This authentic Chinatown spot is perfect for groups, offering large portions and both hand-pulled and dry-hand pulled noodles. Dishes from China's Henan province -- such as the popular and aptly named "big tray of chicken" (noodles, bone-in chicken, and potatoes stewed in sauce spiked with chili oil and cumin) have allowed Spicy Village to shine.
This is the best place for Chinese small plates.
The interior of Bassanova Ramen on the Lower East Side (bordering Chinatown) is decidedly chic and minimalist, but don't let its ascetic decor fool you -- this highly lauded ramen joint doles out bold, intense flavors by the bowlful. The cozy, subterranean space is cash-only, and an open kitchen lets you see exactly how your meal is made. Sidle up to the counter and try its trademark dish -- green-curry ramen with a soft-boiled egg.
This effortlessly cool Chinatown/Lower East Side eatery focuses on health-conscious California cuisine. The all-day menu features fruity breakfast bowls and grain-centric plates like farro risotto, spiced quinoa, and chicken couscous. Dimes may emphasize vegetables and superfoods (açai, goji berries, and hemp seed are some of the kitchen's essential ingredients), but the breakfast sandwich, made with scrambled eggs, avocado, cheddar, jalapeño, and signature hot sauce, is one for the books.
This is the best place in Chinatown to get seafood.
This is the best place in Chinatown to get laksa.
You’ll be so busy slurping pliant strands of hand-pulled noodles from the aromatic broth and eating perfectly crisp, thin-skinned pork potstickers, you’ll barely notice the bare-bones service, limited seating, or the occasional dough-stretching smacks coming from the kitchen of this East Broadway noodle house.
This Little Italy spots serves some great burgers, such as the much-loved Super Duper Stack burger, as well as things like fish 'n chips.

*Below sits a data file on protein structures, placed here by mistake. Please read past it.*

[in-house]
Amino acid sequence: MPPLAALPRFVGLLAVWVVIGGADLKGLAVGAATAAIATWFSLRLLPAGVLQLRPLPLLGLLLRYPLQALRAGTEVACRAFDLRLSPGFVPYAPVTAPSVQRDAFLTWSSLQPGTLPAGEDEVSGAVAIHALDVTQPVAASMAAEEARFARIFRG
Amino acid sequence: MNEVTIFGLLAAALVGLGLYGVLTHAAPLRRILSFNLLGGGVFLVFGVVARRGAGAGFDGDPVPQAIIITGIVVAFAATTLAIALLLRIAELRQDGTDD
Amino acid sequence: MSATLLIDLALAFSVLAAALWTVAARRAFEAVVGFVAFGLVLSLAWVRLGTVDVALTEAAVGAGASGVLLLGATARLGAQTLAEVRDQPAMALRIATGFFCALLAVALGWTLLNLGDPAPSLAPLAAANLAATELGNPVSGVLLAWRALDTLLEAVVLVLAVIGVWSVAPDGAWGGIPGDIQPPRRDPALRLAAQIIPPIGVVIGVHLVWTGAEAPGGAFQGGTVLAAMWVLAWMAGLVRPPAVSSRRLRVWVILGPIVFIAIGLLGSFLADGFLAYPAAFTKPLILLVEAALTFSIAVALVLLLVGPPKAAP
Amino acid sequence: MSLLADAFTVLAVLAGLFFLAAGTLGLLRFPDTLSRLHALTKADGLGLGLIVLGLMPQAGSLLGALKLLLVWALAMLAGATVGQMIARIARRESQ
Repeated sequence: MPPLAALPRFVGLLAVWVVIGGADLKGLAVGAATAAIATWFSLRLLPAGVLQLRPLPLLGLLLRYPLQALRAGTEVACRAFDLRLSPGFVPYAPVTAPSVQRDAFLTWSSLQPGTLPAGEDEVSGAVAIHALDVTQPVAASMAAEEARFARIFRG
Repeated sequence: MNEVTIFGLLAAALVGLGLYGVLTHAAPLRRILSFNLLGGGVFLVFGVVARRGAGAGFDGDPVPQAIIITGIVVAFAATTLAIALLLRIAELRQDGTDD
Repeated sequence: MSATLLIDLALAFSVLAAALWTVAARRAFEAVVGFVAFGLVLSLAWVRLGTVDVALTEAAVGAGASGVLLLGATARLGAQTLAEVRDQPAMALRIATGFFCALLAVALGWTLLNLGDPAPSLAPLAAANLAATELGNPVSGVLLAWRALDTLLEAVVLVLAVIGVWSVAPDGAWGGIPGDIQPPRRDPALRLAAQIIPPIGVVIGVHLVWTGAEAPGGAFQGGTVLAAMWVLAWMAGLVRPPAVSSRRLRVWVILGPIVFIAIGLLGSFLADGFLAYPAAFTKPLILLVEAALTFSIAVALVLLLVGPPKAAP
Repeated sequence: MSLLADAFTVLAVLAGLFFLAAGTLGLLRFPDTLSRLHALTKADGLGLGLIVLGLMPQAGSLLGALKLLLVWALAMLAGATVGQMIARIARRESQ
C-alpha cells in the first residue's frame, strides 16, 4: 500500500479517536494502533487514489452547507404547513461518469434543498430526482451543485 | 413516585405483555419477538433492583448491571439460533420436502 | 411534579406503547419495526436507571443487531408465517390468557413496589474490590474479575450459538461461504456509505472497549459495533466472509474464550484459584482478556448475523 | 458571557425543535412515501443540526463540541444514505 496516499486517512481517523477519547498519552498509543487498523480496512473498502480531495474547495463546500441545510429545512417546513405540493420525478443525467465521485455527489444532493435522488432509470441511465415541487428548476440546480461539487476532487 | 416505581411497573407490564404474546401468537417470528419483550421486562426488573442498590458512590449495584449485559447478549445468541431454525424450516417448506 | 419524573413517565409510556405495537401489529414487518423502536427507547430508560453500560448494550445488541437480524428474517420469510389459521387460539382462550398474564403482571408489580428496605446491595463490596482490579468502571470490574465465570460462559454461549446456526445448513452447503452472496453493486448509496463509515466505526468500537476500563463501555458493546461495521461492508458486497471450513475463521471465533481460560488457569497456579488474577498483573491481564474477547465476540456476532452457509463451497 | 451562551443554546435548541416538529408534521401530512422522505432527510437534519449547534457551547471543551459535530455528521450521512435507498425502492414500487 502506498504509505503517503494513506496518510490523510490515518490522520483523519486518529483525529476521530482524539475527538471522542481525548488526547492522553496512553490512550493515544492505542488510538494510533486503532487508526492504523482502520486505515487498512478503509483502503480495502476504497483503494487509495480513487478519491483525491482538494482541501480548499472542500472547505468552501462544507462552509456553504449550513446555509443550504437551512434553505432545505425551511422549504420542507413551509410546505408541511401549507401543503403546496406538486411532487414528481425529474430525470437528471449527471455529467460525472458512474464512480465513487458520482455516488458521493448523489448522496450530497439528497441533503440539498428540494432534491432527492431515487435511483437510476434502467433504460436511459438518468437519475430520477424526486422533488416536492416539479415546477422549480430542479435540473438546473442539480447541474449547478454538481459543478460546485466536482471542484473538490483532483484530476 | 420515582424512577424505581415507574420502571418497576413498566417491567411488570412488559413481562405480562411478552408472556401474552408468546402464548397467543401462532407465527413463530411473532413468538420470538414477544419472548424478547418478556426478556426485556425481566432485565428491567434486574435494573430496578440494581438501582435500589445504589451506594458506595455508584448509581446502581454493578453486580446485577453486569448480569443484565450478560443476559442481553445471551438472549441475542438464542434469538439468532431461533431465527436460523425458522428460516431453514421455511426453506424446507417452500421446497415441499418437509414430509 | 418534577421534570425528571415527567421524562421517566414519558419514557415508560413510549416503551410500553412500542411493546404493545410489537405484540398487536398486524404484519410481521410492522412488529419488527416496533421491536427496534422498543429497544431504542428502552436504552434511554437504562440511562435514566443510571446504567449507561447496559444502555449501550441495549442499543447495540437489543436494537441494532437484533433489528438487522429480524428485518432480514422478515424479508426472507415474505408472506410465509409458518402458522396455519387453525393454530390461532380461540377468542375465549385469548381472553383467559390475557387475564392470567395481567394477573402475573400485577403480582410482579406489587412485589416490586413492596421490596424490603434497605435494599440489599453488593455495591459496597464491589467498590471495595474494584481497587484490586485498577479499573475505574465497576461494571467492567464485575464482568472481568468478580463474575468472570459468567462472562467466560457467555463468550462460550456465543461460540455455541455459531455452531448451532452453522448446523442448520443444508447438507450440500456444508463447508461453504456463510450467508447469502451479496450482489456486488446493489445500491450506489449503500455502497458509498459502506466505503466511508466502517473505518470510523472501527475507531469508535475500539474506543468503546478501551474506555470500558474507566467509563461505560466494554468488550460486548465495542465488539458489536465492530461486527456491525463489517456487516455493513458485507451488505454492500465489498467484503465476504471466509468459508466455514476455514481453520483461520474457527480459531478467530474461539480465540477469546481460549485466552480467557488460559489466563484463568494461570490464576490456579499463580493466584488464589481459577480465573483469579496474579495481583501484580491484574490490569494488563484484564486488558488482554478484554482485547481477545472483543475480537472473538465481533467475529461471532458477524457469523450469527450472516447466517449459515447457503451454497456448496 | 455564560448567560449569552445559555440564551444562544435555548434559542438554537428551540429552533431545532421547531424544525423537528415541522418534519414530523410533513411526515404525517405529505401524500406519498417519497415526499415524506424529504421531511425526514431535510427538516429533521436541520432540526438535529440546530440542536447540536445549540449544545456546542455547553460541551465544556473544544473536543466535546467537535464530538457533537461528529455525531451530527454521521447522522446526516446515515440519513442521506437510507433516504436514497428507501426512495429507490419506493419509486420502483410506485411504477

At both the Midtown and Chinatown locations, Peking Duck House offers up quality Chinese at white tableclothed and lazy Susan-equipped tables. The main attraction is, yep you guessed it, Peking duck. Fancy-pants waiters bring the whole made-for-sharing shebang to your table, slice it in front of you, and let you fold the succulent meat into house-made pancakes.
Pies-N-Thighs serves exactly what its name suggests. Its signature menu item is the fried chicken box that includes three pieces of fried chicken with a buttermilk biscuit and choice of side -- and the pies on the dessert menu are equally noteworthy. If you're feeling guilty about going into a food coma afterwards, and take comfort in knowing all of the food and meat is certified organic and humanely raised.
Named after the resting place of the famous terra cotta soldiers, the Chinatown satellite of this New York City chain boasts incredible fast/casual (but nonetheless authentic) Northern Chinese dishes. Xi'an Famous Foods is also a family-owned chain that, one day at a time, is reintroducing the rich cuisine of their homeland, which includes cold and hand-pulled noodles, soup, and flat bun burgers.